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Porn: How to Think with Kink is part of a series titled "Philosophy for Everyone" which started in 2007, edited by Fritz Allhoff. The series is part of one of the many that address popular culture in philosophical ways. They are collections of papers aimed at a general readership rather than professional philosophers. This collection has been put together by Dave Monroe, who is an assistant professor of philosophy at St. Petersburg College, Florida. It has 19 main chapters split into 7 sections, and most of them have catchy titles with a jokey flavor to them. sicj as"The Jizz Biz and Quality of Life by Dylan Ryder and Dave Monroe, "Yes. Yes! Yes!! What Do Mona's Moans Reveal About Her Sexual Pleasure?" by Anne Gordon and Shane Kraus, and "Something for Everyone: Busty Latin Anal Nurses in Leather and Glasses" by Roger Pipe. Most of the authors are teachers in small philosophy departments, although there are some in psychology and English. There's a real question of who will want to read this book. Not professional philosophers, because this isn't a peer reviewed set of papers. Maybe amateur philosophers, although if they are capable of reading the papers here, then they would do better to read peer reviewed philosophy papers published in journals and other books. It's not really clear what the point is of publishing a collection of papers written by people who seem to have a passing interest in the topic.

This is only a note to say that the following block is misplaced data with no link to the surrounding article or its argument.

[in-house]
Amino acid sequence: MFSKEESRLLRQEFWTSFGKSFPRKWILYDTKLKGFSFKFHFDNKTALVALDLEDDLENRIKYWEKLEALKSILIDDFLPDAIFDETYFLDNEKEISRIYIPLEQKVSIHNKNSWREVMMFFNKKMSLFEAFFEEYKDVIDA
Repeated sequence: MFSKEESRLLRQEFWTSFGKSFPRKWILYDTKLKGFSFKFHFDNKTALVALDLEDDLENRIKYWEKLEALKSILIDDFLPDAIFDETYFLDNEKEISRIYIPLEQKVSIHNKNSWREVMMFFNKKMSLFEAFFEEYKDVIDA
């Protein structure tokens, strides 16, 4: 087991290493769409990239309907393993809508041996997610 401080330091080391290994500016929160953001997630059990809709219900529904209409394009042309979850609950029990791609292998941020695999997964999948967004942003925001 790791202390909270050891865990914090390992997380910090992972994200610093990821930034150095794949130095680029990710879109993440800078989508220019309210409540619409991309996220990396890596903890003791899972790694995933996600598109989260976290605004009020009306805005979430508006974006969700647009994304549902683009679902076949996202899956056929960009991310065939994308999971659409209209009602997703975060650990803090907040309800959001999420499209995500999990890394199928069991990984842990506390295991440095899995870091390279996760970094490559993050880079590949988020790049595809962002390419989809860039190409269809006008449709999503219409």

Nevertheless, there are some good papers here, and I'll be assigning a couple of them in my undergraduate class on the philosophy of sex and love. Many of the papers here are in favor of pornography in some way, or are critical of anti-pornography arguments. Ryder and Monroe argue that porn stars can have good quality lives; Tait Szabo argues that we should stop worrying and just enjoy pornography; Fiona Wollard argues that using pornography is very different from cheating on a partner; David Ross criticizes anti-porn arguments, and there's an interview with a dominatrix. There are papers critical of pornography: Anne Gordon and Shane Kraus argue that porn may make men bad lovers; Mimi Marrinucci argues that porn is narrow and gives a decontextualized representation of sex; and J.K. Miles argues that sexual expression is different from political expression, and the argument for permitting pornography on the grounds of political free speech does not work. A number of other papers are not obviously pro- or anti- porn, but rather address some of the complexities of the debate; Andrew Aberdein sets out some of the philosophical background to the debate over porn; Theodore Bach brings in some of the tools of cognitive psychology in suggesting that porn consumption can be understood using simulation theory; Darci Doll examines the phenomenon of celebrity sex tapes; Jacob Held surveys some of the legal debate over the nature of obscenity; both Christopher Bartel and Lawrence Howe examine the distinction between porn and erotica; Matthew Brophy discusses how porn has changed in the era of the Internet and the increased temptation it will present; Chad Parkhill uses some psychoanalytic ideas to discuss why men might enjoy watching lesbian porn; and Ummi Khan emphasizes the difference between sadomasochism and real violence.